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Africa Cellular Towers, which operates in African cellular and power-line markets, said macroeconomic factors and continued depressed trading conditions hit its interim results for the six months ended August.
Despite a slight improvement on the same period last year, the manufacturer, supplier and installer of cellular lattice towers said if steps to restructure the business failed the company may cease to be a going concern.
The company implemented a turnaround strategy in May last year after substantial losses in the previous financial year because of reduced infrastructure spending from telecommunications operators in Africa. Revenue increased 6,3% to R109m, mainly on new power-line contracts and third- party work through its manufacturing plant.
The company’s gross loss fell to R18,4m from R23,4m previously, but losses were mainly attributable to overall low revenue throughput compared to fixed overhead cost structures. The trading loss of R47,6m compared to a R70,6m trading loss in the period last year was reduced as a result of cost-cutting initiatives and closing its fibreoptic and equipment shelters divisions.
The group has undertaken an extensive turnaround process since May last year, and in March received R99m in debt funding from the Industrial Development Corporation.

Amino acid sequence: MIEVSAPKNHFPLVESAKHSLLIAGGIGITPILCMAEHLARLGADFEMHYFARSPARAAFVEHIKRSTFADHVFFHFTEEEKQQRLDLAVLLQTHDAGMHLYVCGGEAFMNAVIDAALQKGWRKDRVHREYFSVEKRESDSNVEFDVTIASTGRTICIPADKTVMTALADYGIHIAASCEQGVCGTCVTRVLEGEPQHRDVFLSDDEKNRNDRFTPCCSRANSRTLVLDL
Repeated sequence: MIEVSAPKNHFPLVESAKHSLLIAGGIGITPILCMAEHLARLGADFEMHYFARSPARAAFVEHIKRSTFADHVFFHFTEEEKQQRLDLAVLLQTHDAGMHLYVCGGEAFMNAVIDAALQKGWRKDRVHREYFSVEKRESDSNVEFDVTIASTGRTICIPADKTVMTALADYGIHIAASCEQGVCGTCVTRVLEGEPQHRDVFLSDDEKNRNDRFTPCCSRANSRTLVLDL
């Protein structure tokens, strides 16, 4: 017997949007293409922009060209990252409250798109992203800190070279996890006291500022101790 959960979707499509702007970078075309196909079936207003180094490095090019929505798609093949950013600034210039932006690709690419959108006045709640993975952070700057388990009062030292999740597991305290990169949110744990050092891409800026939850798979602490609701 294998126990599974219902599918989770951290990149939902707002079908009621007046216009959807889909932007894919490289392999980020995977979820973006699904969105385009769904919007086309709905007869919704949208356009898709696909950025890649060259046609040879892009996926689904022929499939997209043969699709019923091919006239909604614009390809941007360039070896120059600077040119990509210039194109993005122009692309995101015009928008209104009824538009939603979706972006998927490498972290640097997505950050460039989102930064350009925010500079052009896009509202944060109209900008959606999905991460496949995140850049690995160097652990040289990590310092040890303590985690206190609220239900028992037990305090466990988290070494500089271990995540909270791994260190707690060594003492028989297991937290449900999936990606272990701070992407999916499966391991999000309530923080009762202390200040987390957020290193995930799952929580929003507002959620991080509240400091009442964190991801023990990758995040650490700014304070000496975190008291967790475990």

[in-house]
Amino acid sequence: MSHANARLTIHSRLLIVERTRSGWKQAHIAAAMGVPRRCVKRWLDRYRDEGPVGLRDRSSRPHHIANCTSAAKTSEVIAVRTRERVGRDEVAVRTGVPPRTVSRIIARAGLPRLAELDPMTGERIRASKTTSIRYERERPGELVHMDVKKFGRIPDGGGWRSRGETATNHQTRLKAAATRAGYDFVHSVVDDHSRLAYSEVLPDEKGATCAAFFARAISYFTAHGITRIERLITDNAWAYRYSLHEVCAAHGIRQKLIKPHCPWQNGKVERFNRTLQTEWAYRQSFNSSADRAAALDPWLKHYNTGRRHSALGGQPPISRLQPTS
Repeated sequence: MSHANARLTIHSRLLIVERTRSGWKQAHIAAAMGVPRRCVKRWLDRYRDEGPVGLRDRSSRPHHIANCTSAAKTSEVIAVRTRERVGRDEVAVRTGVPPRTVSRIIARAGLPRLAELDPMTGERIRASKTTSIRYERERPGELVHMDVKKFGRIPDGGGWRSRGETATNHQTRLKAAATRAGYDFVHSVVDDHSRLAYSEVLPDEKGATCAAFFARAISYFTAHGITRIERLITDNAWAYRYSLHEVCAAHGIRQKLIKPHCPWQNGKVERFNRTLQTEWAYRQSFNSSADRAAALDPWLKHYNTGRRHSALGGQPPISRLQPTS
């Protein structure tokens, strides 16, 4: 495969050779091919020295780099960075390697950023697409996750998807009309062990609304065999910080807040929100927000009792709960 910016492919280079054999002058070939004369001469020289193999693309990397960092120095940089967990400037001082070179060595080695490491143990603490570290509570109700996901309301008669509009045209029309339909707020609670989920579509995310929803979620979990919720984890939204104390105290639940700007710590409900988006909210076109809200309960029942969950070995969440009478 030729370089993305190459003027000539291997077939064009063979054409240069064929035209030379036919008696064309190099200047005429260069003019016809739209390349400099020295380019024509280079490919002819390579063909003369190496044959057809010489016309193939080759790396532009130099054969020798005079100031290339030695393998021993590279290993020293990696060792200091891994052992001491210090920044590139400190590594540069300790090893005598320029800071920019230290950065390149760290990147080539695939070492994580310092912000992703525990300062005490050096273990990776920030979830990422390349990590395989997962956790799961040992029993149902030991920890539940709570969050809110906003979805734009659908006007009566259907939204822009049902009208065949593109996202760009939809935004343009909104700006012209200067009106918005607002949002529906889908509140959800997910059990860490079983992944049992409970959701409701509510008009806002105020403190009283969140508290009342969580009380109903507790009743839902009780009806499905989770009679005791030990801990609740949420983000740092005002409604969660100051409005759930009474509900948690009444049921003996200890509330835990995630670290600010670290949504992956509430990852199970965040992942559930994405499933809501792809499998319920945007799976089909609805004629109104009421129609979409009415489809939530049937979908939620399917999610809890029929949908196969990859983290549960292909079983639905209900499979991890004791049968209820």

ACT said its focus on developing the power lines division into its core business was more challenging than expected, partly because of its dependency on Eskom to award timeous tenders. It said the cellular towers division had secured some contracts in SA and Ghana in the period, but not at previous levels.
However, the group’s manufacturing operation came in above expectations, having secured lucrative third-party work in the past six months.
The company said its trade debt fell slightly to R43m, and that no additional doubtful debt provision was raised for the interim period.
Net tangible assets per share fell 38,8% from the 37,9c reported at the end of February.
ACT said as a result of its working capital requirements, the group was in discussions with the Industrial Development Corporation and its bankers regarding the renegotiation of existing and further funding facilities.